6. Lynn: How about drinks?It seems everyone takes the Heineken tour.

Monograms Local Host: Dutch beer is not only about Heineken! Try newer, local Amsterdam breweries like:

  • Brouwerij ‘t Ij (Brewery in a windmill)
  • Brouwerij “Poesiat & Kater” in the east of Amsterdam
  • De Leckere = a beer from Utrecht
  • Genever = dutch Gin, Bols is the most famous genever producer

7. Lynn: There's a lot of Dutch food I still haven't tried. What is the most unexpected culinary tradition in AMS you have a hard time convincing visitors to try?

Monograms Local Host: Well, I think all Dutch food is delicious! But two dishes are hard to get people to try:

  • Raw herring.Everyone is afraid to try it! You eat it with pickles and onions and it's always more delicious than visitors expect.
  • The dutch like to eat “salt liquorice” which guests don’t like at all!!! But you should still try!

8. Lynn: Amsterdam has many world-renowned museums but some people avoid them because of line- ups or miss them because they haven't planned ahead.Do you have any tips?

Monograms Local Host: There are so many museums in Amsterdam, but these are among the most popular and most busy, and some of these tips apply to many museums not just in the Netherlands, but everywhere.

  • Getting the tickets for Rijksmuseum sometimes can be a challenge, but it’s included in the Monograms city sightseeing tour and so our guests skip the line.
  • Anne Frank: book the tickets months before, or go after 3:30 pm if you don’t have tickets and you can just walk in. The best time to visit Anne Frank house is actually at 6 pm, it is open until 9 in summer months and then there are almost no visitors.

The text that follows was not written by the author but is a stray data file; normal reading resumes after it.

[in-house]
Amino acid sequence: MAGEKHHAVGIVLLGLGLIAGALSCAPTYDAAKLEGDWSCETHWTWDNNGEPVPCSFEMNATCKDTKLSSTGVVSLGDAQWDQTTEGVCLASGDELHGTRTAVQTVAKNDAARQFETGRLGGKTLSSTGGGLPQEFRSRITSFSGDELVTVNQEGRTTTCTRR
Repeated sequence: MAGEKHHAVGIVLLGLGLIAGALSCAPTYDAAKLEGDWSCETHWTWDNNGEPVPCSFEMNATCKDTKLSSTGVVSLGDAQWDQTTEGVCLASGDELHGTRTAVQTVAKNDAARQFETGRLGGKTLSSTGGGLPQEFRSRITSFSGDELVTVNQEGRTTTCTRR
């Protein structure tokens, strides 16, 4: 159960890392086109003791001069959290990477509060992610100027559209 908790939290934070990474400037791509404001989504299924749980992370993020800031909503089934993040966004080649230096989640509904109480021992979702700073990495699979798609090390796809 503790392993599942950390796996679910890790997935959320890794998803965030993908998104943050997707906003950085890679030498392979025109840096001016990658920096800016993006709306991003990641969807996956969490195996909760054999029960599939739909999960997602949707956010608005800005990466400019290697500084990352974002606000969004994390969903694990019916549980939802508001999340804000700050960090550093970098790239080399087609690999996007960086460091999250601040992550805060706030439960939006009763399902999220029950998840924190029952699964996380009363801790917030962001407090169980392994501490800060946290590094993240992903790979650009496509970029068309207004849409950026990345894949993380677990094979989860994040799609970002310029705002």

• Van Gogh Museum: you can only book tickets online, which is easiest to do from home before you travel.Choose your window very early or very late in the day to be sharing the museum with the fewest other fans of the artist.

9. Lynn:I love Amsterdam canal cruises, but I know some people skip tours and like to explore on foot.Do you think people should always take an Amsterdam canal cruise?

Monograms Local Host: Amsterdam is a city of canals – they are maybe more important than even the streets. The best way to see Amsterdam is from the water – it gives you the best perspective of the beauty of the canal houses and it is the way to get a good idea of the city & lay-out of the city. A canal cruise is a great orientation, after that you know which places you would like to spend more time in.

10. Lynn: Every city has café's and bars, markets and parks that can entertain you people watching for hours.Where are your favorites?

Monograms Local Host:

  • For cafés, try the Jordaan area, Noordermarkt, or Westerstraat
  • Go to the Saturday market at Lindengracht
  • And the daily Albert Cuijp market
  • For parks, try Westerpark or Vondelpark
  • And the Sky Lounge bar at Double Tree Hilton is always buzzing and has the best views of the city.

Start your Trip!

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Buenos Aires ranks high on travel bucket lists: an exciting, European-influenced city in a remote country, renowned for a passionate history and punching above its weight in contributions to global culture.

Argentina has given the world the breathtaking music and dance of tango, the legendary Eva Peron (immortalized in the timeless musical Evita!), some of the New World's best wines from its vineyards, finest beef from its ranches, not to mention its famed polo players, soccer stars, and rabid soccer fans.

With a European familiarity, but its own uniquely Argentine and Latin sensibility, Buenos Aires is a world capital where you want to make sure you don't miss a beat. So my colleagues and I decided to try Monograms.